Friday, December 27, 2013


The days between Christmas and New Year's Eve are called välipäivät in Finnish. Väli is a space between times or places, and it is used in many compound words and expressions.

  • Tämä on vain väliaikaista. - This is only temporary.
  • Lähtekää sairaalaan, kun supistusten väli on viisi minuuttia.  - Start heading to the hospital when the contractions are five minutes apart.
  • Olemme jo puolivälissä. - We're already half way there.
  • Haluatko välipalaa? - Do you want to have a snack?
  • Tule tänne välittömästi! - Come here immediately!
  • Tulkaa välipäivinä kylään! - Come and visit us between Christmas and New Year's Eve!
  • Masentavaa pitää joululomalla välikausihaalareita! - How depressing to wear the spring/fall overalls on Christmas vacation! (The term välikausi is used for spring and fall, the seasons between winter and summer, in association with children's clothing.)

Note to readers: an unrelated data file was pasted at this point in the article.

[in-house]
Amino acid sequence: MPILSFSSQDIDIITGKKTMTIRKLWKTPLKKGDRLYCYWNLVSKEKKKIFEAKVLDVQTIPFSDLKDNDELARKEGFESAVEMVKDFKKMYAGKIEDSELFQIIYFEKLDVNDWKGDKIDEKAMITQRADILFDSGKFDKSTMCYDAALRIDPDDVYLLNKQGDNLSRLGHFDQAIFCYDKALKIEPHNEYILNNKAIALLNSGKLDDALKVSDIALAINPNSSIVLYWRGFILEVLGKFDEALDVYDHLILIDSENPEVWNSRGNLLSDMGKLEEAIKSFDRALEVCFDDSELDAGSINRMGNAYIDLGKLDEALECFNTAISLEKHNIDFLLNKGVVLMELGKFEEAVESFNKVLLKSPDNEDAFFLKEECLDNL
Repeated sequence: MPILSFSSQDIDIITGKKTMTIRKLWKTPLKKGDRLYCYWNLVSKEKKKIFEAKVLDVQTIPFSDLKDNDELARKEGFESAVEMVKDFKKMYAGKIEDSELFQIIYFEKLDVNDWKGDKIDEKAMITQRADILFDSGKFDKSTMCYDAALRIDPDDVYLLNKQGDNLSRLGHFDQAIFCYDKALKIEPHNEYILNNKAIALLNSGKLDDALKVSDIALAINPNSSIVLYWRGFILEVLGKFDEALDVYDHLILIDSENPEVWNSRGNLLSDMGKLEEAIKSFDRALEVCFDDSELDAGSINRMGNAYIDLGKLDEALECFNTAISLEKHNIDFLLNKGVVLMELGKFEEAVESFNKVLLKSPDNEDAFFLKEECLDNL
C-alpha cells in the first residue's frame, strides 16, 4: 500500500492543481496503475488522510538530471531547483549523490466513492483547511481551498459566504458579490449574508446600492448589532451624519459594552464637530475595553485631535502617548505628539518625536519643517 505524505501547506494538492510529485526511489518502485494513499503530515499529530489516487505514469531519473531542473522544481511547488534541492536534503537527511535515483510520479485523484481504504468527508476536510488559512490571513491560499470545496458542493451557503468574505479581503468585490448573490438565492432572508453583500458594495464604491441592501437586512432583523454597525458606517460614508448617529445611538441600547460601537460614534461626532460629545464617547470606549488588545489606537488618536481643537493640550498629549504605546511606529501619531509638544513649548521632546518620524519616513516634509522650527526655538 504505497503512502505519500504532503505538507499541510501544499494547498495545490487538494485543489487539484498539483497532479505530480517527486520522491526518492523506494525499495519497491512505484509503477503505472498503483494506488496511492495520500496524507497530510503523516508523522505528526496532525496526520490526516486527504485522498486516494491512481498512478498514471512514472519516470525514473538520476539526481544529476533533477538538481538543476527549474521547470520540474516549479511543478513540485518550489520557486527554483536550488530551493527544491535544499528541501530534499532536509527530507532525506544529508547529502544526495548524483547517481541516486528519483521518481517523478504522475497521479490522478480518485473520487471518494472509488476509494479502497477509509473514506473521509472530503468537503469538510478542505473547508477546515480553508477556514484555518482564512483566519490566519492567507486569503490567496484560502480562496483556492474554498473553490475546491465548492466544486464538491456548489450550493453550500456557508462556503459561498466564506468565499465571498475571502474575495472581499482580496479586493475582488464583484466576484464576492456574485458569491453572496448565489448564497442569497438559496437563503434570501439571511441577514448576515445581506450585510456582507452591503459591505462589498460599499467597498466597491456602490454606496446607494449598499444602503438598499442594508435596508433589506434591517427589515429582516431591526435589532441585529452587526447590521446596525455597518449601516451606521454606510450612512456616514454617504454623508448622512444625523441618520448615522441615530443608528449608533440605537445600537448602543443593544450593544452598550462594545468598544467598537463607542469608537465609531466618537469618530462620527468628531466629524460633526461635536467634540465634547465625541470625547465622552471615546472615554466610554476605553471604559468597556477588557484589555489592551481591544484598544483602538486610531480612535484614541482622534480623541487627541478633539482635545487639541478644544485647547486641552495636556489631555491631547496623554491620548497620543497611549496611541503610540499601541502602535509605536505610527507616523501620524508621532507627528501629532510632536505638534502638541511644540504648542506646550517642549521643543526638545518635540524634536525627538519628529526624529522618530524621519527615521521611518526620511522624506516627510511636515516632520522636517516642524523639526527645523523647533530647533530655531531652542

• Kuinka kauan väliaika kestää? - How long does the intermission last?
  • Mitä väliä sillä on? - What difference does it make?


About the author of this blog:  

My name is Hanna Männikkölahti, and I am a native Finn who gives private lessons via Skype and simplifies books into easy Finnish. Please leave a comment, if you have something to ask about Finnish or novels in easy Finnish.

Lue selkokirja. Se voi olla yllättävän helppoa ja kivaa!


Anonymous said...

Hi Hanna, I'm Tram, a Vietnamese student in KyAMK, Kouvola. Thank you so much for your interesting blog. In my school and real life, I see the Finns talk together really funnily and they laugh so much but I don't understand as I've studied this language recently. Could you write a blog about this skill? How can foreigners communicate in a funny way with Finns and others? Thank you. Tram

Ben said...

Very helpful. Thank you.